‘Traffic Light’ Food Labeling Leads To Healthier Choices

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(Dr. Brian McDonough) Dr. Brian McDonough
Dr. Brian McDonough has been medical editor at KYW Newsradio for more...
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By Dr. Brian McDonough, Medical Editor

PHILADELPHIA (CBS) - Researchers at Massachusetts General Hospital say that food labeling could be made much easier if only a stop light method was put in place. That’s right: green, yellow and red food labels lead to long-term improvements in the selection of healthier food items.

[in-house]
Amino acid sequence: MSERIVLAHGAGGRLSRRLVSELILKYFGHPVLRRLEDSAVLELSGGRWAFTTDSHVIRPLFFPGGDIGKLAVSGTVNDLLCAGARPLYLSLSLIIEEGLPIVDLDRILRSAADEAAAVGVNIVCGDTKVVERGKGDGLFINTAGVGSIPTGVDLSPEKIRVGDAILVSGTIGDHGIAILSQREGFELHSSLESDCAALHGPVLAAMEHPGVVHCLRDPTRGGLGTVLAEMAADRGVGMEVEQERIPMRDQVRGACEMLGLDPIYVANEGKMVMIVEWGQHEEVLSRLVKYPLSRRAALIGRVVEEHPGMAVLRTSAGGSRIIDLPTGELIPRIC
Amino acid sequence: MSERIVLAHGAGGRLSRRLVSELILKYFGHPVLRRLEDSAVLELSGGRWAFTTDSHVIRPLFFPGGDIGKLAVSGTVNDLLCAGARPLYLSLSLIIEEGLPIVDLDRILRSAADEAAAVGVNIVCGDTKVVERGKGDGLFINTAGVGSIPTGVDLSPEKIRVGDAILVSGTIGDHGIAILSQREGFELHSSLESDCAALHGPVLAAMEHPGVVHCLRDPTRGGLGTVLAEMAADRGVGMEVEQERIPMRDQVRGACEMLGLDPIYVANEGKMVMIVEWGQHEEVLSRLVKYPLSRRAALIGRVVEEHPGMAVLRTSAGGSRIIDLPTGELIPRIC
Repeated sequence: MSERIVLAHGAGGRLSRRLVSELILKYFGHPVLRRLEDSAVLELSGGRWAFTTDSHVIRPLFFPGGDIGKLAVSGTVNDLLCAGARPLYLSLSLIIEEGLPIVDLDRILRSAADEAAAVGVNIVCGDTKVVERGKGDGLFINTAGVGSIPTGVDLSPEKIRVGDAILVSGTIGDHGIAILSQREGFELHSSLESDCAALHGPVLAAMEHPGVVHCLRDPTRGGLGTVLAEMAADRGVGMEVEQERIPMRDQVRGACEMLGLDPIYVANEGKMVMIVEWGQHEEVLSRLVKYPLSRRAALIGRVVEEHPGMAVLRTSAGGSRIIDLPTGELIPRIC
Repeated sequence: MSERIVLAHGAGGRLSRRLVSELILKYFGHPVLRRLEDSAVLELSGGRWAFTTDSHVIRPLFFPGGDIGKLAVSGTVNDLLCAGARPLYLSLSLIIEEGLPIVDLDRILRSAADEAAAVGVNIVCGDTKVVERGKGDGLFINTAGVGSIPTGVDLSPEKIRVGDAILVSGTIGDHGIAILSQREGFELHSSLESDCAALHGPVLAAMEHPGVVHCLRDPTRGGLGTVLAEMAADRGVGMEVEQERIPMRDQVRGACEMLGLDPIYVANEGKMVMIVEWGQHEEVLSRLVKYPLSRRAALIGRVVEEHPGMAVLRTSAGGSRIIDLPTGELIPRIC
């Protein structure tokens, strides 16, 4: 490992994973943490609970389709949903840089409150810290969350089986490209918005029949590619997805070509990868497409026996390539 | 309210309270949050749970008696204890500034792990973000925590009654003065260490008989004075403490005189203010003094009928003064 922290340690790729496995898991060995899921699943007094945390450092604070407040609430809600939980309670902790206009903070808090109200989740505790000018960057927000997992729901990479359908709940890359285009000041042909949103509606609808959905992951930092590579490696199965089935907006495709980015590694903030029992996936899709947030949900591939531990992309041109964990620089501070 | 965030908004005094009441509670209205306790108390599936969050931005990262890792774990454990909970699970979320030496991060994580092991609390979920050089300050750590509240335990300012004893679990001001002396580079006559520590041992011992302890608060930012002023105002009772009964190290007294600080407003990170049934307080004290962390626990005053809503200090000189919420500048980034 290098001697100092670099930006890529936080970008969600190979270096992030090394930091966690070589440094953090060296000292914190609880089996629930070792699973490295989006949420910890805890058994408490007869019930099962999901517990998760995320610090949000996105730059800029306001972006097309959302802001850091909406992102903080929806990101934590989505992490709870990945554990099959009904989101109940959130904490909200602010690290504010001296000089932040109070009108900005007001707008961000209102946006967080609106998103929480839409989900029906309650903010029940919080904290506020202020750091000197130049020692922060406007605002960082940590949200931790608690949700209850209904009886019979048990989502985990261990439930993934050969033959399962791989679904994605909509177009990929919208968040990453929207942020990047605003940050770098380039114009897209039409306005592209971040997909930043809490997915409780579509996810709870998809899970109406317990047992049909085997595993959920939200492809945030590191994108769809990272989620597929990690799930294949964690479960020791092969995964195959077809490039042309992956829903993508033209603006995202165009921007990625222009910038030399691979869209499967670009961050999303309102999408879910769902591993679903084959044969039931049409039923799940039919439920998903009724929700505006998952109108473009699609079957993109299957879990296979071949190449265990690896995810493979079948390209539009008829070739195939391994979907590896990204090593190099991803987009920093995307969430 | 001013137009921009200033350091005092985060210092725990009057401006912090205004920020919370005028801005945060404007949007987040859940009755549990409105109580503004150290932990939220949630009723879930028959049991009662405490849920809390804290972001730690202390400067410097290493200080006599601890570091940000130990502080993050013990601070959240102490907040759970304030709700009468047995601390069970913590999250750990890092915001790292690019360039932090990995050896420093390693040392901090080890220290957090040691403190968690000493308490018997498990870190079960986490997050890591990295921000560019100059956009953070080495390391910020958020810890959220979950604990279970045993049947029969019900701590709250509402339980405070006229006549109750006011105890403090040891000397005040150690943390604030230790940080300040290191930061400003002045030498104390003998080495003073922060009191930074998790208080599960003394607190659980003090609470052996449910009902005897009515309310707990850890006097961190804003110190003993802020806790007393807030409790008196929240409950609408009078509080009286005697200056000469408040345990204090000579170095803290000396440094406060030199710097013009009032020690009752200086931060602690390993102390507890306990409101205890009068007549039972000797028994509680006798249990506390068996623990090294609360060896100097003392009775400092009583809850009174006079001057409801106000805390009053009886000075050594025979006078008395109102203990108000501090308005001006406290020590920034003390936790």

The researchers conducted a cafeteria food study that had two parts:

The first was use of the “traffic light” labels, in which “green” signified the healthiest items “yellow” was used for less healthy items, and “red” for foods with little or no nutritional value.

Cafeteria cash registers recorded how many foods of each color were purchased.

The second part was also crucial – the placement of food. Healthier items were placed at eye-level and less healthy items at lower levels.

After the first six months, there was a 12 percent increase in the purchase of “green” items and a 20 percent decrease in the purchase of “red” items. The results have held for two years

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